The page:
It can be important to anticipate activities where your child likely has no idea what will happen. For example, as adults we know the sequence of events involved in going to an airport and getting on a plane. But to a child, the entire experience is new and every part of it is unexpected.

When our kids were little, after one perfectly dreadful flight we wrote a social story to help them know what to expect. We read it aloud to them several times before we flew, and while we were going through each step of the process we showed them the page in the story that corresponded to what we were doing. It was incredibly helpful! You can create social stories for all kinds of activities – the Fourth of July, going to the movies, taking a taxi, eating dinner in a restaurant, etc.

If your vacation involves spending time with extended family, it’s important for your children to know who will be around, what kinds of behaviors are expected, and what to do if they are feeling uncomfortable. I’ve found it helpful to adapt the guide to my child for social situations and send it ahead of time to those whom we are vacationing with so they also know what to expect.

Even for very low-key vacations, kids can find it hard to function when they don’t know what to expect each day. For this reason, I recommend posting a rough outline of the day somewhere where your children can see it. Even for a day with no activities, there’s still a routine. For example:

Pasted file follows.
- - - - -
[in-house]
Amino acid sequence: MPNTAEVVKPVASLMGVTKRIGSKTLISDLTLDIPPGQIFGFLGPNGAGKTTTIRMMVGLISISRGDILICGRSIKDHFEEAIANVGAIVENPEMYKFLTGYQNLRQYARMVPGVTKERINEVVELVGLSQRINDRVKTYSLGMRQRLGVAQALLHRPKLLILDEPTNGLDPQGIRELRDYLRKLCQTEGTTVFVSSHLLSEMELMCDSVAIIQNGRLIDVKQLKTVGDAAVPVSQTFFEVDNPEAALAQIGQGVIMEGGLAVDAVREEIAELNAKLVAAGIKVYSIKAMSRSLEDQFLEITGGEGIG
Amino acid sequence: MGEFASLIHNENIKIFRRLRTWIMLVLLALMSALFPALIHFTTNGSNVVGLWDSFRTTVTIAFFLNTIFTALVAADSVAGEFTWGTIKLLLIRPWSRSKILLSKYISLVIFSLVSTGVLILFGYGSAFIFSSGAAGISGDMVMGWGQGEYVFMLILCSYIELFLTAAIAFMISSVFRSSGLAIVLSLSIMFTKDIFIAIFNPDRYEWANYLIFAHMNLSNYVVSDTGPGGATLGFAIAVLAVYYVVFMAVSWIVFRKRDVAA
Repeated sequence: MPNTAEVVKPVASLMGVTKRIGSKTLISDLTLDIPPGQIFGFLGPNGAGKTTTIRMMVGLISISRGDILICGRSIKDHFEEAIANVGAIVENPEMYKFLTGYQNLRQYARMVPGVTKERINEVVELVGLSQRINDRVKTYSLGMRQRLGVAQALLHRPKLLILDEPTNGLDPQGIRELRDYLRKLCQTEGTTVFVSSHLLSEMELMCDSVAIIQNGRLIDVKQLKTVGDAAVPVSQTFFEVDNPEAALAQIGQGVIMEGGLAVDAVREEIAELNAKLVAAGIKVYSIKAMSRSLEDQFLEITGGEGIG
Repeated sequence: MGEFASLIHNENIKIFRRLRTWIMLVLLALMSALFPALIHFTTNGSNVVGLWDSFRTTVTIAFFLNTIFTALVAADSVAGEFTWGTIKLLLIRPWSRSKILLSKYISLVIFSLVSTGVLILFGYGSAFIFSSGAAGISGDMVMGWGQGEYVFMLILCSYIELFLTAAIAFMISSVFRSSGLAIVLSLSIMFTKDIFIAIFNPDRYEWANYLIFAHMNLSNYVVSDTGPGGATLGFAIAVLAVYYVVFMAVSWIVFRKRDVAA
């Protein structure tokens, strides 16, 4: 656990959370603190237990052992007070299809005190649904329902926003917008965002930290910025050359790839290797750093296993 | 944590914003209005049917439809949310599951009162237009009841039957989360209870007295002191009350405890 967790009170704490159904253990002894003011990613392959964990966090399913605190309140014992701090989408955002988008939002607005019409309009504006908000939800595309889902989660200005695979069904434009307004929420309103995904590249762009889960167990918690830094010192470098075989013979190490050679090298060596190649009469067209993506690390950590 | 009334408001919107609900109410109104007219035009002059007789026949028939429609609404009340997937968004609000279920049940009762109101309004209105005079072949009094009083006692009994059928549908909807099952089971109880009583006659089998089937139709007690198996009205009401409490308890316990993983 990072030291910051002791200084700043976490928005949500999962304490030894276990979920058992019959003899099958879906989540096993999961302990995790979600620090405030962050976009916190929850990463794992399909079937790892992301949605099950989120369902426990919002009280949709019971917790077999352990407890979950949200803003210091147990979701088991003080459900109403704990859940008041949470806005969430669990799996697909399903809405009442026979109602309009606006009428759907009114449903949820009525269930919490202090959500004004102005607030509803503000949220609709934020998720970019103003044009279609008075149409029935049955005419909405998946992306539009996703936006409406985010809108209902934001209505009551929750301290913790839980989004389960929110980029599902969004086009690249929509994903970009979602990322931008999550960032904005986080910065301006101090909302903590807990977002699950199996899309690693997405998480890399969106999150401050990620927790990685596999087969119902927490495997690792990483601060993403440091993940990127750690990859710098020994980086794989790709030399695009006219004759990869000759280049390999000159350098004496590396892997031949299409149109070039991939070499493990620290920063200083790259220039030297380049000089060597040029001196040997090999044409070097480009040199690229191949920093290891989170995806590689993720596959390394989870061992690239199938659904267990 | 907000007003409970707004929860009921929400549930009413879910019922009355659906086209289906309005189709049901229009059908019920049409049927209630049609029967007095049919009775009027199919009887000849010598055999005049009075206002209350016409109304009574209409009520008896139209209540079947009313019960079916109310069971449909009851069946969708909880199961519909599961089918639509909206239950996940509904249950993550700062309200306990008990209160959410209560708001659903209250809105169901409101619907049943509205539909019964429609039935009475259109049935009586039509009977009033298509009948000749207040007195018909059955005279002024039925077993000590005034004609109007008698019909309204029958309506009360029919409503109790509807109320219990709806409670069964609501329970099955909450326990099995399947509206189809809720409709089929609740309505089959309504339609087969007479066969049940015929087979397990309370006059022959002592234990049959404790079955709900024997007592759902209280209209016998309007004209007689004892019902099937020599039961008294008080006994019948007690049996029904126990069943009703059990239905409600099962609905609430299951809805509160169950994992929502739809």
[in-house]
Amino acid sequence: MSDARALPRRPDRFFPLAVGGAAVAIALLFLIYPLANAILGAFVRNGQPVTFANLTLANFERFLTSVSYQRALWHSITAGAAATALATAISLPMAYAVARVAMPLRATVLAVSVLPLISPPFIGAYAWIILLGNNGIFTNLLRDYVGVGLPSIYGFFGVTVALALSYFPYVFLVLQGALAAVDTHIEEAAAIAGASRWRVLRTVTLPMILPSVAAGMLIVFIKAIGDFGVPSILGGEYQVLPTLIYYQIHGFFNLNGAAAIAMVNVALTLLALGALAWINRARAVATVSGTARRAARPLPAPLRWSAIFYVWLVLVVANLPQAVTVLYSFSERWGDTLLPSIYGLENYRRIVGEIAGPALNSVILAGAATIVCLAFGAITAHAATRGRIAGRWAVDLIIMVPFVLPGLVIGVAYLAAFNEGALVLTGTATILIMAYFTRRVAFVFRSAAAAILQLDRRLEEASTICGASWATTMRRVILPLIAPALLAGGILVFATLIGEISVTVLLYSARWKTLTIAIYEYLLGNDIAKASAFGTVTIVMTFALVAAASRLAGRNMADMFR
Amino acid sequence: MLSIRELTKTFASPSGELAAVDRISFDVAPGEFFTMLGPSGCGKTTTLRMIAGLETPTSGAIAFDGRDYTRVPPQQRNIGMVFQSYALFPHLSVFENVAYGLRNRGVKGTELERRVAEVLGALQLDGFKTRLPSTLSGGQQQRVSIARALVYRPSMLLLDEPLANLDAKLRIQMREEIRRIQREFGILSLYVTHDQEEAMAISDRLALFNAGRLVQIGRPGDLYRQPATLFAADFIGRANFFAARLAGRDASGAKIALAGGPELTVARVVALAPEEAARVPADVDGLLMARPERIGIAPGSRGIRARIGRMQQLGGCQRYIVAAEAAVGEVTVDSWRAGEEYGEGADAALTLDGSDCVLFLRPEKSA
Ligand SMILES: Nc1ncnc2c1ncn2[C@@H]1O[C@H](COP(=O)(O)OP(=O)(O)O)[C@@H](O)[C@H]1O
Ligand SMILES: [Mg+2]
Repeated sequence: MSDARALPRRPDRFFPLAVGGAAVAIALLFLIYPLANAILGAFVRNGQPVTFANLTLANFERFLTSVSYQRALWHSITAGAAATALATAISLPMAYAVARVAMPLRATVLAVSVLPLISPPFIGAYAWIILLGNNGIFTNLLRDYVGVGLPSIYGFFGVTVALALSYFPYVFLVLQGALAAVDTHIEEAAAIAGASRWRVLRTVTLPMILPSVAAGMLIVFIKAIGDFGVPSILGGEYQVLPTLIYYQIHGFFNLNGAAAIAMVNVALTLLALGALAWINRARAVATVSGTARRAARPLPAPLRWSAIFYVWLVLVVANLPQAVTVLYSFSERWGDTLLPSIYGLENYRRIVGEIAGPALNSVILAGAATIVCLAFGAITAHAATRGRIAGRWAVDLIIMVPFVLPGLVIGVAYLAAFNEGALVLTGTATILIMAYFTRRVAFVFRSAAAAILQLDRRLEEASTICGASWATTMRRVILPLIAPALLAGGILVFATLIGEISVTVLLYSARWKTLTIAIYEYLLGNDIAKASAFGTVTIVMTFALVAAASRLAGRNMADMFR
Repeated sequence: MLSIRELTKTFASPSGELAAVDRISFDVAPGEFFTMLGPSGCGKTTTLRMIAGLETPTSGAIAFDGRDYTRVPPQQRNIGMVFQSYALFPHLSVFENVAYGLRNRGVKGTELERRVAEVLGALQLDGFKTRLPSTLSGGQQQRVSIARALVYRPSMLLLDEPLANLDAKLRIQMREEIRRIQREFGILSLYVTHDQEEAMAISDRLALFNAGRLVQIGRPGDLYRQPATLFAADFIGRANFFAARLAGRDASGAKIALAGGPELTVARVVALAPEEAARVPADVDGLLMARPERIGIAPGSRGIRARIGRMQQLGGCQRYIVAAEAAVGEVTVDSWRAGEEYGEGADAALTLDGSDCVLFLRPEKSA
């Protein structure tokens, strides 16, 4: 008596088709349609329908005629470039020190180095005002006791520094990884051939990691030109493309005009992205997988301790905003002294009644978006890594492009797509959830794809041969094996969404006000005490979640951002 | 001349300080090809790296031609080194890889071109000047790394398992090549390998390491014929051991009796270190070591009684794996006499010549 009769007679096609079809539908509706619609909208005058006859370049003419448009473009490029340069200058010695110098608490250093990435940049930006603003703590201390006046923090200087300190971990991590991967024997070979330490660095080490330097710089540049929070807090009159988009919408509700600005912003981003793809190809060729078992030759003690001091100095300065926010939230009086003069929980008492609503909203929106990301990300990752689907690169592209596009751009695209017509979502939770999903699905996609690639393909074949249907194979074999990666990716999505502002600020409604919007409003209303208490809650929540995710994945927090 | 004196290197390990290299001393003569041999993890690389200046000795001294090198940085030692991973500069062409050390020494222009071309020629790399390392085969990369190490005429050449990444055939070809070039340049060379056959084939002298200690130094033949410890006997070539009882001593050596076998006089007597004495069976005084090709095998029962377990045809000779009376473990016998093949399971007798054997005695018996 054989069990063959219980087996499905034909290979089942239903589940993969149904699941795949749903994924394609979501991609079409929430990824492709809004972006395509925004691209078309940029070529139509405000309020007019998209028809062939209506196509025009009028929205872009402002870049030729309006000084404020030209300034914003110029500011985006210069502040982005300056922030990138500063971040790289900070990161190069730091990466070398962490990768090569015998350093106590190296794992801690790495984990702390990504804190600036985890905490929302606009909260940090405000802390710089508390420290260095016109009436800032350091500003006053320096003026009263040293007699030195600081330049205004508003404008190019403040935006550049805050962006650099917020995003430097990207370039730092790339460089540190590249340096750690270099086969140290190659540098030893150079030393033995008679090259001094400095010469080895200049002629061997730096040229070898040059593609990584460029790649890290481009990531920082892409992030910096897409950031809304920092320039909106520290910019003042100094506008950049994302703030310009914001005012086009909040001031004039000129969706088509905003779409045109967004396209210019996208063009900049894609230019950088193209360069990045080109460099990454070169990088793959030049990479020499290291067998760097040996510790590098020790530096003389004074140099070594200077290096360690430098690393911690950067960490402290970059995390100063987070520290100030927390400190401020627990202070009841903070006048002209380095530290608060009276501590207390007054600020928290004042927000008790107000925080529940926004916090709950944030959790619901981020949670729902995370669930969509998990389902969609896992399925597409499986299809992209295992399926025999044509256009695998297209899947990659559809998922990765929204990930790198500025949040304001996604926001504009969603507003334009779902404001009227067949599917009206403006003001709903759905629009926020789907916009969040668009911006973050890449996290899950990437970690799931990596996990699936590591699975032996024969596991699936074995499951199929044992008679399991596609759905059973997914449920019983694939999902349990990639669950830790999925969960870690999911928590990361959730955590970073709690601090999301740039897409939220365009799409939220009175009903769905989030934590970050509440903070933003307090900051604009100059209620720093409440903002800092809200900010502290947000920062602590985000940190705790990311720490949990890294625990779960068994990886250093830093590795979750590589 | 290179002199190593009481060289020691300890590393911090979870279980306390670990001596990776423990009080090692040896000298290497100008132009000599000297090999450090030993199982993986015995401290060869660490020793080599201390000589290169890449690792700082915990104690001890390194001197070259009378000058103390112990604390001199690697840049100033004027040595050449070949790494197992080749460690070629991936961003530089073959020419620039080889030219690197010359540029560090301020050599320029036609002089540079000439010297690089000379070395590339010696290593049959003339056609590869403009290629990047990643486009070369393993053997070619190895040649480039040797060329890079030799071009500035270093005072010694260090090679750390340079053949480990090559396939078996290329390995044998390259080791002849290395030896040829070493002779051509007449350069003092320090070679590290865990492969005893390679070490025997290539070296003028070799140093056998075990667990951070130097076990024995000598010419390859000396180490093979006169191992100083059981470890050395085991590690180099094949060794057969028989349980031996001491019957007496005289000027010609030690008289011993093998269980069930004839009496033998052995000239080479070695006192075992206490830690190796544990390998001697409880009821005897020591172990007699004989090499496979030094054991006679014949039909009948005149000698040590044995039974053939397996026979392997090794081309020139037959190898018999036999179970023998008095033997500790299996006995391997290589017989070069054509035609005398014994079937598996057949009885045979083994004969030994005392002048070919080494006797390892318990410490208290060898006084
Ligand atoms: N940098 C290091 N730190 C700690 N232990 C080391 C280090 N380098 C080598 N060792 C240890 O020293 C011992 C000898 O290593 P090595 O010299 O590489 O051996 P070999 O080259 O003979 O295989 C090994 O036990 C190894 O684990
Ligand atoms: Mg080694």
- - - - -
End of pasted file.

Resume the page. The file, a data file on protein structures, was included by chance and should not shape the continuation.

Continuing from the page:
• Wake up
  • Breakfast
  • Free time
  • Lunch
  • Free time
  • Go for a walk
  • Dinner
  • Watch the stars
  • Bedtime

(or whatever your schedule is). Add times if you think it will help. (We do this with the wake up time, so we can sleep in a bit.) Be careful with times – some kids will hold you to them, and that can create a lot of stress if you aren’t exactly On Schedule. For kids who can’t read, visual schedules can be helpful. And for the “Free Time” entries, you might want to provide a list of activities for your kids to choose from (e.g., read a book, play outside, board games, take a hike, etc.).

Go over the schedule with everyone the night before so there are no surprises during the day and post it somewhere central so your kids can see it when they wake up and refer to it throughout the day.


You Deserve Vacation Time Too

For some families, traveling without kids really may be the best answer. After nearly 20 years of vacations spent accommodating our kids and putting our own dreams on hold, our wonderful brother-in-law watched our boys while my husband and I took a fantastic week-long vacation together. It was heaven.


Accept Your Reality

There’s a quote by Byron Katie that I really love: “When you argue with reality, you only lose 100% of the time.” Planning for a vacation involves truly understanding and acknowledging your reality and that of your children – and planning for it. By anticipating everyone’s needs you can ensure that your vacations are a time for connection that is fun and memorable for everyone.

Image by Adam Sherez via Unsplash

Do you need help with  your child? Sarah Wayland can help you figure out how to support your child via classes, Special Needs Care Navigation services, Parent Coaching, or as your certified Relationship Development Intervention (RDI) consultant.